Rain is her worst fear.

“We ordered 40 cases (of ribs), and we hope to get through this weekend if the weather holds off,” she said.

Chuck Smith, a manager for Smoke Shack BBQ of Columbus, Ohio, claims his ribs “have been smoking so long, they should be in rehab.” He said the company attends about 52 events per year and hopes to sell about 140 cases of ribs in Pittsburgh.

That would amount to about $42,000.

“We better make some money, or we wouldn’t be here,” Smith said.

Stephen Wolf, owner of Bad Wolf Barbecue of Kansas City, Mo., said he’s traveled the circuit for 22 years and attends about 14 events annually. He’s not in it just for the money.

“I love it,” he said. “There’s always obstacles to overcome, and I like that. You’re setting up in a new city, and we have no idea what’s going to happen. It’s always interesting.”

Dallas Green, owner of Cowboy’s Barbecue and Rib Co. of Fort Worth, Texas, said he’s been selling in Pittsburgh since 1992 when the festival was held outside Three Rivers Stadium.

He said he averages 140 to 150 cases of ribs per event.

“I sell at least 1,000 pounds of brisket, 300 to 400 pounds of pork and about 300 pounds of sausage,” he said. “I never have to worry about (missing) Thanksgiving and Christmas, and I have the money to do what I want.”

Bob Bauder is a Tribune-Review staff writer. Reach him at 412-765-2312 or [email protected].

TribLIVE commenting policy

You are solely responsible for your comments and by using TribLive.com you agree to our Terms of Service.

We moderate comments. Our goal is to provide substantive commentary for a general readership. By screening submissions, we provide a space where readers can share intelligent and informed commentary that enhances the quality of our news and information.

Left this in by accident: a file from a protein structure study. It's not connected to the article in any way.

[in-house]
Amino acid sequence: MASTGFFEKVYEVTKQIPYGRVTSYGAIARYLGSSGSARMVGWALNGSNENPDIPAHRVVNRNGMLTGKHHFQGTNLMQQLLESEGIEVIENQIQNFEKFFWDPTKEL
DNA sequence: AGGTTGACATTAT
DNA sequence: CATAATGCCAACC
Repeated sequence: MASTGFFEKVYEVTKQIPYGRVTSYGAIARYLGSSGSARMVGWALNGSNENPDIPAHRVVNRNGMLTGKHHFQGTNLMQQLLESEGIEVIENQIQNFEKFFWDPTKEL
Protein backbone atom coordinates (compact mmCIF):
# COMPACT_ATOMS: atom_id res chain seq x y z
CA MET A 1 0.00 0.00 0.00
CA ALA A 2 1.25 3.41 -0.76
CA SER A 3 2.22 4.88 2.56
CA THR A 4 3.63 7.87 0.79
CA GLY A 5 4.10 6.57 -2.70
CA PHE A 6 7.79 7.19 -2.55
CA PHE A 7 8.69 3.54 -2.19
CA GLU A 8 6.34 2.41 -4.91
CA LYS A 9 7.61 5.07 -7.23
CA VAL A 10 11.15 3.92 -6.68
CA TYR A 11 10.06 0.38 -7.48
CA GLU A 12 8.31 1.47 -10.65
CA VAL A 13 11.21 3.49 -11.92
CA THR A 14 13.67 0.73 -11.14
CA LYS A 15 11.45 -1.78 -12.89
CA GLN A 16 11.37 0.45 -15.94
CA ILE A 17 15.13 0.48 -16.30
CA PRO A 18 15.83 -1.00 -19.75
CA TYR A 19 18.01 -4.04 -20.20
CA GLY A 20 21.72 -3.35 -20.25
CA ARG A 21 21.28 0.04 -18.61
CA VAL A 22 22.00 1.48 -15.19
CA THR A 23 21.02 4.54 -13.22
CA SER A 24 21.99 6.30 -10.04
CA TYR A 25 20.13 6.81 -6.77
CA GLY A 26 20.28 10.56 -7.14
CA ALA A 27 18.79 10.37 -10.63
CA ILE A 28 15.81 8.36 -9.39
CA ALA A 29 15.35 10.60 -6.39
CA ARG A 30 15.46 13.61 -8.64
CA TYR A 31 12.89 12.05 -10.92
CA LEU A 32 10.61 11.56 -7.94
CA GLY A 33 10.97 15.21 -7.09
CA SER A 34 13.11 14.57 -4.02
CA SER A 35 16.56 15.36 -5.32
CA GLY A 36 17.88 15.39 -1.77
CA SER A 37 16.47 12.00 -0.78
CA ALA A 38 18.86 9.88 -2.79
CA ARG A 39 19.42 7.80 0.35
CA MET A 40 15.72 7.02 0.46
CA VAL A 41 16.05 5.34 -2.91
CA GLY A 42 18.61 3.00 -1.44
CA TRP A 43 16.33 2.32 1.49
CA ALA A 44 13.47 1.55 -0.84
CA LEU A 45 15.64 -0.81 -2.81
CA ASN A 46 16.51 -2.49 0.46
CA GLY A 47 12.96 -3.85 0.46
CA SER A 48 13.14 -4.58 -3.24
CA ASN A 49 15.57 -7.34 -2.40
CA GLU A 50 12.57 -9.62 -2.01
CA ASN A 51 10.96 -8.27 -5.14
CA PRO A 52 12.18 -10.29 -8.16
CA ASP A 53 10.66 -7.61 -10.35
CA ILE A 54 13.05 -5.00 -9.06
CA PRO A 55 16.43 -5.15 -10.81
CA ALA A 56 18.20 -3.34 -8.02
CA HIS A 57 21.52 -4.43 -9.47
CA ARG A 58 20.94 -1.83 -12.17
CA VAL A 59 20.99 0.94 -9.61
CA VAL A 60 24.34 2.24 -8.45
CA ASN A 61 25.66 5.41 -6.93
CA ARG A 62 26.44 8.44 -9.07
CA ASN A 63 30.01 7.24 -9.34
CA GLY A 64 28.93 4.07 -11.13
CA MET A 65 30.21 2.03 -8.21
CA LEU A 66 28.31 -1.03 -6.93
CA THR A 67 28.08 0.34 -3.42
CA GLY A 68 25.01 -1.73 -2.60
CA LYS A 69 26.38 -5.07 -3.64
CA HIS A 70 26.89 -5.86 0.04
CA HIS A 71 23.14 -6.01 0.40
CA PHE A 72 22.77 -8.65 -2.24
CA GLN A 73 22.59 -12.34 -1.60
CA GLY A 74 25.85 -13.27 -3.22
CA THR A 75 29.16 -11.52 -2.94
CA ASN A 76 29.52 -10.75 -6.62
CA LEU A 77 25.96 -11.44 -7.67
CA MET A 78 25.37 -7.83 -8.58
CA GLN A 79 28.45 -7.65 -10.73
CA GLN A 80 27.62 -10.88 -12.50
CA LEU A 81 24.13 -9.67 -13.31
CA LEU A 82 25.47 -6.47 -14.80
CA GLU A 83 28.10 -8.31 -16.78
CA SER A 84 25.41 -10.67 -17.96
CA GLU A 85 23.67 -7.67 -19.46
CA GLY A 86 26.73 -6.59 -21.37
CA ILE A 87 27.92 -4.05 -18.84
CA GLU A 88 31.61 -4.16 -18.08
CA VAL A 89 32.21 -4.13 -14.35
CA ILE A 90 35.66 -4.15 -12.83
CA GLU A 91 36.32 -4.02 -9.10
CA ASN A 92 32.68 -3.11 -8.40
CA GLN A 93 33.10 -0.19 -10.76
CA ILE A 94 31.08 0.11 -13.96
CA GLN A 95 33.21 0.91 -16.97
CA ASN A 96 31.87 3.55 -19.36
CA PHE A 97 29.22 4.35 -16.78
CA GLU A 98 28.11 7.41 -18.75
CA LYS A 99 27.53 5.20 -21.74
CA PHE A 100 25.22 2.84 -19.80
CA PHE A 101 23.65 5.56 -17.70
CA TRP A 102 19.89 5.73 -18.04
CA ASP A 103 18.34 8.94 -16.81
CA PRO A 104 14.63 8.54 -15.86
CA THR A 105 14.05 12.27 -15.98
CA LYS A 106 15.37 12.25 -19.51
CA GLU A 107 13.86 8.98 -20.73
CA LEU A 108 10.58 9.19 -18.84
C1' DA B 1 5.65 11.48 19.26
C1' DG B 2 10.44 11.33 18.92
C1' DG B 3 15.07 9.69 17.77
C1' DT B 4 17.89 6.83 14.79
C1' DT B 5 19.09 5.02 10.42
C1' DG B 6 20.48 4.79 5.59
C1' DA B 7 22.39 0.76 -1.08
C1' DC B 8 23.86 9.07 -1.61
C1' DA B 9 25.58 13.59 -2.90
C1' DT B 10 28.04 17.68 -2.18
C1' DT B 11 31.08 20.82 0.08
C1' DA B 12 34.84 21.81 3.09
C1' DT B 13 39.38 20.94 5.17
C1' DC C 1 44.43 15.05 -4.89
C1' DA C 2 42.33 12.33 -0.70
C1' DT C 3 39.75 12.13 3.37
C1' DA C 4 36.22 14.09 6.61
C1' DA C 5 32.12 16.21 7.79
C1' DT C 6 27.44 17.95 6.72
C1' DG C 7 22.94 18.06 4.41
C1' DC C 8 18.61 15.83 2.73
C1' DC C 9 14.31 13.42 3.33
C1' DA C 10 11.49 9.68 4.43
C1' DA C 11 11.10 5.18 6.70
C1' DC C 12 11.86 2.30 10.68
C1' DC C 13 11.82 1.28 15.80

While most comments will be posted if they are on-topic and not abusive, moderating decisions are subjective. We will make them as carefully and consistently as we can. Because of the volume of reader comments, we cannot review individual moderation decisions with readers.

We value thoughtful comments representing a range of views that make their point quickly and politely. We make an effort to protect discussions from repeated comments either by the same reader or different readers

We follow the same standards for taste as the daily newspaper. A few things we won't tolerate: personal attacks, obscenity, vulgarity, profanity (including expletives and letters followed by dashes), commercial promotion, impersonations, incoherence, proselytizing and SHOUTING. Don't include URLs to Web sites.

We do not edit comments. They are either approved or deleted. We reserve the right to edit a comment that is quoted or excerpted in an article. In this case, we may fix spelling and punctuation.

We welcome strong opinions and criticism of our work, but we don't want comments to become bogged down with discussions of our policies and we will moderate accordingly.

We appreciate it when readers and people quoted in articles or blog posts point out errors of fact or emphasis and will investigate all assertions. But these suggestions should be sent via e-mail. To avoid distracting other readers, we won't publish comments that suggest a correction. Instead, corrections will be made in a blog post or in an article.